People are living their lives. All six billion of us human beings on this Planet do not necessarily need to know all of the exact chemical, biological, and ecological mechanisms by which our beautiful, habitable Earth–that, of all the known Universe, evolved to sustain human life–is being destroyed.
All six billion of us do not even need to know the exact mechanisms for how we use policy and law to save our Planet.
But we do need more subject matter experts who can go into our City Halls, our County Buildings, our State Capitols, our federal buildings, our Halls of Congress, and our Courts, to expand the affirmative laws and policies that will protect Mother Earth.
We need more people who will read and analyze so many thousand page Environmental Impact Statements; and endeavor to understand and influence Ratemaking Proceedings and Integrated Resource Plans before our state Public Service Commissions.
Atlanta Progressive News has covered the impassioned and sometimes-successful activities of environmental advocates in Atlanta and across Georgia for many years. The advocates are growing in number, but more are needed to reach the necessary critical mass to overcome the technocrats who have been held captive by polluters.
We all must look into ourselves to find the ways in which we can contribute to the progressive social change needed to save our Planet; and we must make the necessary time and space–including the spiritual and emotional bandwidth—in our lives to carry out those activities.
And yet, we cannot realistically expect everyone to become a technocratic expert – the details are too emotionally upsetting; it’s not necessary; it’s not realistic. It is so much better that we go “straight to the answer,” so that people can take immediate actions to replace the cycle of despair with a cycle of hope.
This includes changes that people can make in their lives about what they eat, how they travel, what goods they consume, how they recycle.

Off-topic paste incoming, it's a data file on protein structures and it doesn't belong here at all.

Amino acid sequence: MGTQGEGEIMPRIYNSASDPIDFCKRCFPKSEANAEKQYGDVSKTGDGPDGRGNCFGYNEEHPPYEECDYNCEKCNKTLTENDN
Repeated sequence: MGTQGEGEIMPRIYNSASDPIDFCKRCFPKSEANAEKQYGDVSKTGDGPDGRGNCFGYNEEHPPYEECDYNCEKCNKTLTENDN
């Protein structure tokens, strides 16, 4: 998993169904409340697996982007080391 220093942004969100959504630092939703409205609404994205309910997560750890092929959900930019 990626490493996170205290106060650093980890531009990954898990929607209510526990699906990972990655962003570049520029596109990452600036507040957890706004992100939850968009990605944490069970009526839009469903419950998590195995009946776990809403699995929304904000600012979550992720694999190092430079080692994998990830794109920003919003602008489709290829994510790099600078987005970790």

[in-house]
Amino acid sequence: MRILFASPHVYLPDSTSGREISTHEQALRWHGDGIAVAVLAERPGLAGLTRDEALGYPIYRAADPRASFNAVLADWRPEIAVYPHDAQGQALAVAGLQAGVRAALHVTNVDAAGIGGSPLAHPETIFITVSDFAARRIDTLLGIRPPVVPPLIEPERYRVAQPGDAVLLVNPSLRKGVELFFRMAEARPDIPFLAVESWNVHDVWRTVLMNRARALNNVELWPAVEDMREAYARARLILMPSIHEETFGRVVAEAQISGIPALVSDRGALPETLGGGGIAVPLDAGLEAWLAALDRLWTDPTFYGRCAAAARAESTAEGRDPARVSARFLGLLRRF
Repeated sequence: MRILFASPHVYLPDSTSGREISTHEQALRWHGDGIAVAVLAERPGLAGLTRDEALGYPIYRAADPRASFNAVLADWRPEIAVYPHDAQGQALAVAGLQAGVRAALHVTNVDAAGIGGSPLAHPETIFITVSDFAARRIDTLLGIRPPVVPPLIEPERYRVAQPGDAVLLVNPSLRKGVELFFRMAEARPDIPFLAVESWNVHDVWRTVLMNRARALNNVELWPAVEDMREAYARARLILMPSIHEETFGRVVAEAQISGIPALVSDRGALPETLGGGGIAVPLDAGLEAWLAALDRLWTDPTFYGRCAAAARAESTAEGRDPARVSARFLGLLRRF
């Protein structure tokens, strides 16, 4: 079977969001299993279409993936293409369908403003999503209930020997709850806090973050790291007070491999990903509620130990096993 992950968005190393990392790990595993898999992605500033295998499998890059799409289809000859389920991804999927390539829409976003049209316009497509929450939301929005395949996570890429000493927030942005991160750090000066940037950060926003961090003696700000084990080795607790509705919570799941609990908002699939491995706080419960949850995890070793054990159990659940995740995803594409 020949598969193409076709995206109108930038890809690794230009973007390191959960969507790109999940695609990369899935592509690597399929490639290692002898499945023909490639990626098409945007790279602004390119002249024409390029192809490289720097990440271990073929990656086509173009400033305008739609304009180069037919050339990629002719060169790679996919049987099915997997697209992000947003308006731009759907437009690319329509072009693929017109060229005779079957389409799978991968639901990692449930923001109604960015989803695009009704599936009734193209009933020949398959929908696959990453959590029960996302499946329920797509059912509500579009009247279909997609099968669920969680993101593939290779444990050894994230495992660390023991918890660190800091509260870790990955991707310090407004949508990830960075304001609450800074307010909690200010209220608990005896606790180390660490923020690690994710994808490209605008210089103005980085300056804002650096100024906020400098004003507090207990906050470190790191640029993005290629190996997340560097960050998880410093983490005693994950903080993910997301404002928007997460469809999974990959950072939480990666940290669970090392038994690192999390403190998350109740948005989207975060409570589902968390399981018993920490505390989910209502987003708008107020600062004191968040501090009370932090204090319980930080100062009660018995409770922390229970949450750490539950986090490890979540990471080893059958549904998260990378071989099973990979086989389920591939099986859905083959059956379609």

Powerlessness, mentioned above, is one of the issues with which we may struggle when it comes to our environmental crisis: We trusted people, the people who had the jurisdiction and the alleged expertise to care for our planet, to make the right decisions of law and policy, to set the right limits of pollutants in our air and water and to enforce those limits. And those people, frankly, betrayed us.
And so, there’s anger, there’s rage, that we have to even get involved on this level when we had agencies charged with protecting us.
And yet, we are not without power. The social structures that seem unmovable are still just the sum of our individual actions. It is for us now to collectively manifest that power.
It is so like us to wait until the last minute. Procrastination and other behaviors that seem to be part of human nature have contributed to our arrival at this crisis point.
As someone who survived Hurricane Katrina, I know something about waiting until the last minute to prepare for or deal with something, and then having to finally deal with it when it happens. Essentially, as long as we can put the inevitable out of our minds, it can become later’s problem. Well, it’s “later.”
I hate to say it, but, if humanity survives this crisis, when generations look back, and they ask, what finally changed, for human civilization to undo and reverse all the damage it caused?, the answer will be: they waited until they possibly couldn’t wait no more. I wish we could say it was the result of altruistic discourse and collective healing, but necessity will do.
I was born in the early 1980’s and came of age in the 1990’s. We knew about our environmental crisis; we had Earth Day; we already had federal laws and an EPA. And yet, it seemed like there was still a great deal of time, comprising much of our adult lives, that we had with which to address the crisis.
For today’s youth, for the youth of Extinction Rebellion, they are literally now asking why we would bring them into a world that, if continued on the present course, offers nothing but chaos and catastrophe? That’s the difference between 1989 and 2019. The margin of error is gone. We must acknowledge this perspective.
Many of us hold spiritual beliefs. The majesty of nature never ceases to amaze. Many of our spiritual human experiences are grounded in nature, in the magnificence of Earth, in the incomprehensible life-giving radiance of our Sun.
When Mother Earth speaks to me, it is not so much in words, but through physical chills that I feel, through a heightened sensation of a low hum of nature that was already there within me and without me, connected.
And so, yes, this is spiritual warfare for which we are preparing; and it is our moral imperative to win.
(END / Copyright Atlanta Progressive News / 2019)